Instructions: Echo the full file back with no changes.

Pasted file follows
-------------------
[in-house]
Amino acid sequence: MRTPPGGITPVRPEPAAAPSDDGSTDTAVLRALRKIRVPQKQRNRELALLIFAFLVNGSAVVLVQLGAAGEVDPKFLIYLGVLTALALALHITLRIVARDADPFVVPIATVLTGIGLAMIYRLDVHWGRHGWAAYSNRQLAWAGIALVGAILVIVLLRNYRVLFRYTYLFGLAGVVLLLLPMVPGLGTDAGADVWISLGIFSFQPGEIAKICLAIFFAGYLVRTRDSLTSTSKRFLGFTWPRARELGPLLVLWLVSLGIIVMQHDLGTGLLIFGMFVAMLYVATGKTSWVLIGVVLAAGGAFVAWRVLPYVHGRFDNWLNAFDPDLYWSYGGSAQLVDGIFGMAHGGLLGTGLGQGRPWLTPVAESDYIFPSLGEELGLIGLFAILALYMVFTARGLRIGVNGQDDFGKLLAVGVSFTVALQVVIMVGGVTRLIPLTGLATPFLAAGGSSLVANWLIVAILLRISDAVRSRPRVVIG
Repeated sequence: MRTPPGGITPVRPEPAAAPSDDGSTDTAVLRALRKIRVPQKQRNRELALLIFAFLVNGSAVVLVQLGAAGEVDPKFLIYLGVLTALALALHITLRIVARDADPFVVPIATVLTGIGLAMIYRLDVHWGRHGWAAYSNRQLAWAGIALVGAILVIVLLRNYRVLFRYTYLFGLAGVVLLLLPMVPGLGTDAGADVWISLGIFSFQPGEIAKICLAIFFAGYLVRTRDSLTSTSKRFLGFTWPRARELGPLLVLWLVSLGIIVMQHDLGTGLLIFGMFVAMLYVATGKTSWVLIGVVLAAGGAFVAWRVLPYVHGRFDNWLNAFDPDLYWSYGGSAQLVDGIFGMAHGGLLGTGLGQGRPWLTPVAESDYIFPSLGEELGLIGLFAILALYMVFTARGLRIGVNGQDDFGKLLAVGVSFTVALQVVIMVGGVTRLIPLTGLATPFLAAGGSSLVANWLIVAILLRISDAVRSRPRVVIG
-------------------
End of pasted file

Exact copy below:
[in-house]
Amino acid sequence: MRTPPGGITPVRPEPAAAPSDDGSTDTAVLRALRKIRVPQKQRNRELALLIFAFLVNGSAVVLVQLGAAGEVDPKFLIYLGVLTALALALHITLRIVARDADPFVVPIATVLTGIGLAMIYRLDVHWGRHGWAAYSNRQLAWAGIALVGAILVIVLLRNYRVLFRYTYLFGLAGVVLLLLPMVPGLGTDAGADVWISLGIFSFQPGEIAKICLAIFFAGYLVRTRDSLTSTSKRFLGFTWPRARELGPLLVLWLVSLGIIVMQHDLGTGLLIFGMFVAMLYVATGKTSWVLIGVVLAAGGAFVAWRVLPYVHGRFDNWLNAFDPDLYWSYGGSAQLVDGIFGMAHGGLLGTGLGQGRPWLTPVAESDYIFPSLGEELGLIGLFAILALYMVFTARGLRIGVNGQDDFGKLLAVGVSFTVALQVVIMVGGVTRLIPLTGLATPFLAAGGSSLVANWLIVAILLRISDAVRSRPRVVIG
Repeated sequence: MRTPPGGITPVRPEPAAAPSDDGSTDTAVLRALRKIRVPQKQRNRELALLIFAFLVNGSAVVLVQLGAAGEVDPKFLIYLGVLTALALALHITLRIVARDADPFVVPIATVLTGIGLAMIYRLDVHWGRHGWAAYSNRQLAWAGIALVGAILVIVLLRNYRVLFRYTYLFGLAGVVLLLLPMVPGLGTDAGADVWISLGIFSFQPGEIAKICLAIFFAGYLVRTRDSLTSTSKRFLGFTWPRARELGPLLVLWLVSLGIIVMQHDLGTGLLIFGMFVAMLYVATGKTSWVLIGVVLAAGGAFVAWRVLPYVHGRFDNWLNAFDPDLYWSYGGSAQLVDGIFGMAHGGLLGTGLGQGRPWLTPVAESDYIFPSLGEELGLIGLFAILALYMVFTARGLRIGVNGQDDFGKLLAVGVSFTVALQVVIMVGGVTRLIPLTGLATPFLAAGGSSLVANWLIVAILLRISDAVRSRPRVVIG